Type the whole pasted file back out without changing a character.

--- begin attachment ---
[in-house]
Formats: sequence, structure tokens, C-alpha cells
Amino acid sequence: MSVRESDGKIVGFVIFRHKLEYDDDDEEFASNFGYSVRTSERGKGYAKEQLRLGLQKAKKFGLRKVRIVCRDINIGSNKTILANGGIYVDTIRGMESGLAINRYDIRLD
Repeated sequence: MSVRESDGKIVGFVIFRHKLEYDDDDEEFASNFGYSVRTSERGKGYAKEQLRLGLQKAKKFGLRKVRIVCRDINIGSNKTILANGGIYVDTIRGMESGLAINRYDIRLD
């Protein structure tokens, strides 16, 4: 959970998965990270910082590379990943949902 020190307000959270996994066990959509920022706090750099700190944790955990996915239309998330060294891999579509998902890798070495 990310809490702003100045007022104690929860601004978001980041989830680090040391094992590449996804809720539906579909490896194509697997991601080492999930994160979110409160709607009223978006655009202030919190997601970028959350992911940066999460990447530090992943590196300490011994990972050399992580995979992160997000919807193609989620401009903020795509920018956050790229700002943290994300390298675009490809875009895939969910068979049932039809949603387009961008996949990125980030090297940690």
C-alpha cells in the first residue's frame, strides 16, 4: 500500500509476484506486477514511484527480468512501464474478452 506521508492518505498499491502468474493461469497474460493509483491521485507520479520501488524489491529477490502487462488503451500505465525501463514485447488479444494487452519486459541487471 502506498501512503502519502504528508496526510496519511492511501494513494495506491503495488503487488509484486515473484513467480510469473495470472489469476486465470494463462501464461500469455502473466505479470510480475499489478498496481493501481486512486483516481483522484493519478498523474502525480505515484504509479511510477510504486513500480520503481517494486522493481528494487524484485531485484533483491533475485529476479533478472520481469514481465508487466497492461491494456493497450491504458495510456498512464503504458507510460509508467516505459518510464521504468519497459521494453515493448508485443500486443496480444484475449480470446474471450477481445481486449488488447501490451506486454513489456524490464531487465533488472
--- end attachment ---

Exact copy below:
[in-house]
Formats: sequence, structure tokens, C-alpha cells
Amino acid sequence: MSVRESDGKIVGFVIFRHKLEYDDDDEEFASNFGYSVRTSERGKGYAKEQLRLGLQKAKKFGLRKVRIVCRDINIGSNKTILANGGIYVDTIRGMESGLAINRYDIRLD
Repeated sequence: MSVRESDGKIVGFVIFRHKLEYDDDDEEFASNFGYSVRTSERGKGYAKEQLRLGLQKAKKFGLRKVRIVCRDINIGSNKTILANGGIYVDTIRGMESGLAINRYDIRLD
């Protein structure tokens, strides 16, 4: 959970998965990270910082590379990943949902 020190307000959270996994066990959509920022706090750099700190944790955990996915239309998330060294891999579509998902890798070495 990310809490702003100045007022104690929860601004978001980041989830680090040391094992590449996804809720539906579909490896194509697997991601080492999930994160979110409160709607009223978006655009202030919190997601970028959350992911940066999460990447530090992943590196300490011994990972050399992580995979992160997000919807193609989620401009903020795509920018956050790229700002943290994300390298675009490809875009895939969910068979049932039809949603387009961008996949990125980030090297940690």
C-alpha cells in the first residue's frame, strides 16, 4: 500500500509476484506486477514511484527480468512501464474478452 506521508492518505498499491502468474493461469497474460493509483491521485507520479520501488524489491529477490502487462488503451500505465525501463514485447488479444494487452519486459541487471 502506498501512503502519502504528508496526510496519511492511501494513494495506491503495488503487488509484486515473484513467480510469473495470472489469476486465470494463462501464461500469455502473466505479470510480475499489478498496481493501481486512486483516481483522484493519478498523474502525480505515484504509479511510477510504486513500480520503481517494486522493481528494487524484485531485484533483491533475485529476479533478472520481469514481465508487466497492461491494456493497450491504458495510456498512464503504458507510460509508467516505459518510464521504468519497459521494453515493448508485443500486443496480444484475449480470446474471450477481445481486449488488447501490451506486454513489456524490464531487465533488472